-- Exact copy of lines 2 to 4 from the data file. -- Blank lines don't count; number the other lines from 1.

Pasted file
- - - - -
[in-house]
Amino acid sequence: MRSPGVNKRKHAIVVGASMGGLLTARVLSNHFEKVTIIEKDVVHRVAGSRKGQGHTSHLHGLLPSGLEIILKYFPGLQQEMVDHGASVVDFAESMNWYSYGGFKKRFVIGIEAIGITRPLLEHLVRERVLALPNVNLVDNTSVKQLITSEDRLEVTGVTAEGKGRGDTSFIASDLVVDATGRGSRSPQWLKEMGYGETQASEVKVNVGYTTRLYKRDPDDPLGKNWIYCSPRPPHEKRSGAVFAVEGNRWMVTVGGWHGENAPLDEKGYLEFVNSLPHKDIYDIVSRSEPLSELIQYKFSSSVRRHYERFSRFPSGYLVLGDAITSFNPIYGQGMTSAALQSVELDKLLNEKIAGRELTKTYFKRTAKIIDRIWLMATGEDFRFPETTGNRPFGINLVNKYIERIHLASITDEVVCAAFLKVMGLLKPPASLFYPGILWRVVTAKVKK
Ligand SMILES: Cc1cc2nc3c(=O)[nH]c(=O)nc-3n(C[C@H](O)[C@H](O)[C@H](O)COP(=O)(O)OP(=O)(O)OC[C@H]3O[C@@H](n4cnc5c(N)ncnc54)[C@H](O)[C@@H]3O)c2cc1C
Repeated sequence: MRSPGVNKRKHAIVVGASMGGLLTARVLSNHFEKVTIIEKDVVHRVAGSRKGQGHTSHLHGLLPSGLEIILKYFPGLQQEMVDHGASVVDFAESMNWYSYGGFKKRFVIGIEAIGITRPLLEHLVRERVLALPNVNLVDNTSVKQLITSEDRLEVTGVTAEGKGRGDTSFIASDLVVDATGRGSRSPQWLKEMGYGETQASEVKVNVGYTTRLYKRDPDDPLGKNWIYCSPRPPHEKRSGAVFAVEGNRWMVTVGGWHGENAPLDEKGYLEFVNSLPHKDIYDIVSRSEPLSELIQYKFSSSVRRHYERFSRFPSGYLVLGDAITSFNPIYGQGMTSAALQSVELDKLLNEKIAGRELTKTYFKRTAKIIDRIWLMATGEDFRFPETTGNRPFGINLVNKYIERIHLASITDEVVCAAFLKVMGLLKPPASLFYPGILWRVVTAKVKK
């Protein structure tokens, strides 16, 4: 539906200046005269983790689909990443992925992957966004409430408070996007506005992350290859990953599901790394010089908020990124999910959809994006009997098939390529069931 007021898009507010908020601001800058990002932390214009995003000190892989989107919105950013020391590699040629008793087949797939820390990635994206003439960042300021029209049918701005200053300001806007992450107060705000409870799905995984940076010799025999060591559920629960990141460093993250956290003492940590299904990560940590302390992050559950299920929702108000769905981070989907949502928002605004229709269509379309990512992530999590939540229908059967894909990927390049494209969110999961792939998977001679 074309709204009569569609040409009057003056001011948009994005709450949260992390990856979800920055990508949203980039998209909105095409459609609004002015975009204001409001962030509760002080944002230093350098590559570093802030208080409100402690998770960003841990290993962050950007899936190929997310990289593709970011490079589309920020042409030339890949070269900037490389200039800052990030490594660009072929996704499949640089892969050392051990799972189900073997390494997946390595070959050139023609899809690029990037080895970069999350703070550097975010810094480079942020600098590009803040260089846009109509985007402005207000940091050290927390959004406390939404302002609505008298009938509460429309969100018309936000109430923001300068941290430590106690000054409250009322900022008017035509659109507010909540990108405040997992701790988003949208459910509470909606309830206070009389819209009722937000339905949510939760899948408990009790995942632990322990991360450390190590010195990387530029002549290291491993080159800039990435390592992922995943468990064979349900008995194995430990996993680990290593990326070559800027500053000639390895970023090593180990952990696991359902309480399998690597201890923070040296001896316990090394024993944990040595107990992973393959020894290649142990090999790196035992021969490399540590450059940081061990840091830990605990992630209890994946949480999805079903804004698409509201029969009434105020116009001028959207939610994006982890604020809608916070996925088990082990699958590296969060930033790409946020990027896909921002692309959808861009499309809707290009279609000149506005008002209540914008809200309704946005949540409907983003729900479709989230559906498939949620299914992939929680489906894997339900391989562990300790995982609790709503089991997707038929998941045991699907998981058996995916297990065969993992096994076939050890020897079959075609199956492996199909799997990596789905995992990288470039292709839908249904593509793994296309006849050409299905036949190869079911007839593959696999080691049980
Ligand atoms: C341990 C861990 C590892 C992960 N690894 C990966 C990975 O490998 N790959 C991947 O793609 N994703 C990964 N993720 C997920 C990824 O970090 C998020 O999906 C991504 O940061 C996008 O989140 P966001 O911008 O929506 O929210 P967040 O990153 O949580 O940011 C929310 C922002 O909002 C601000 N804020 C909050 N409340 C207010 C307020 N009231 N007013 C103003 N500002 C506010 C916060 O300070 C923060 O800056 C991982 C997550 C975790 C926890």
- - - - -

Amino acid sequence: MRSPGVNKRKHAIVVGASMGGLLTARVLSNHFEKVTIIEKDVVHRVAGSRKGQGHTSHLHGLLPSGLEIILKYFPGLQQEMVDHGASVVDFAESMNWYSYGGFKKRFVIGIEAIGITRPLLEHLVRERVLALPNVNLVDNTSVKQLITSEDRLEVTGVTAEGKGRGDTSFIASDLVVDATGRGSRSPQWLKEMGYGETQASEVKVNVGYTTRLYKRDPDDPLGKNWIYCSPRPPHEKRSGAVFAVEGNRWMVTVGGWHGENAPLDEKGYLEFVNSLPHKDIYDIVSRSEPLSELIQYKFSSSVRRHYERFSRFPSGYLVLGDAITSFNPIYGQGMTSAALQSVELDKLLNEKIAGRELTKTYFKRTAKIIDRIWLMATGEDFRFPETTGNRPFGINLVNKYIERIHLASITDEVVCAAFLKVMGLLKPPASLFYPGILWRVVTAKVKK
Ligand SMILES: Cc1cc2nc3c(=O)[nH]c(=O)nc-3n(C[C@H](O)[C@H](O)[C@H](O)COP(=O)(O)OP(=O)(O)OC[C@H]3O[C@@H](n4cnc5c(N)ncnc54)[C@H](O)[C@@H]3O)c2cc1C
Repeated sequence: MRSPGVNKRKHAIVVGASMGGLLTARVLSNHFEKVTIIEKDVVHRVAGSRKGQGHTSHLHGLLPSGLEIILKYFPGLQQEMVDHGASVVDFAESMNWYSYGGFKKRFVIGIEAIGITRPLLEHLVRERVLALPNVNLVDNTSVKQLITSEDRLEVTGVTAEGKGRGDTSFIASDLVVDATGRGSRSPQWLKEMGYGETQASEVKVNVGYTTRLYKRDPDDPLGKNWIYCSPRPPHEKRSGAVFAVEGNRWMVTVGGWHGENAPLDEKGYLEFVNSLPHKDIYDIVSRSEPLSELIQYKFSSSVRRHYERFSRFPSGYLVLGDAITSFNPIYGQGMTSAALQSVELDKLLNEKIAGRELTKTYFKRTAKIIDRIWLMATGEDFRFPETTGNRPFGINLVNKYIERIHLASITDEVVCAAFLKVMGLLKPPASLFYPGILWRVVTAKVKK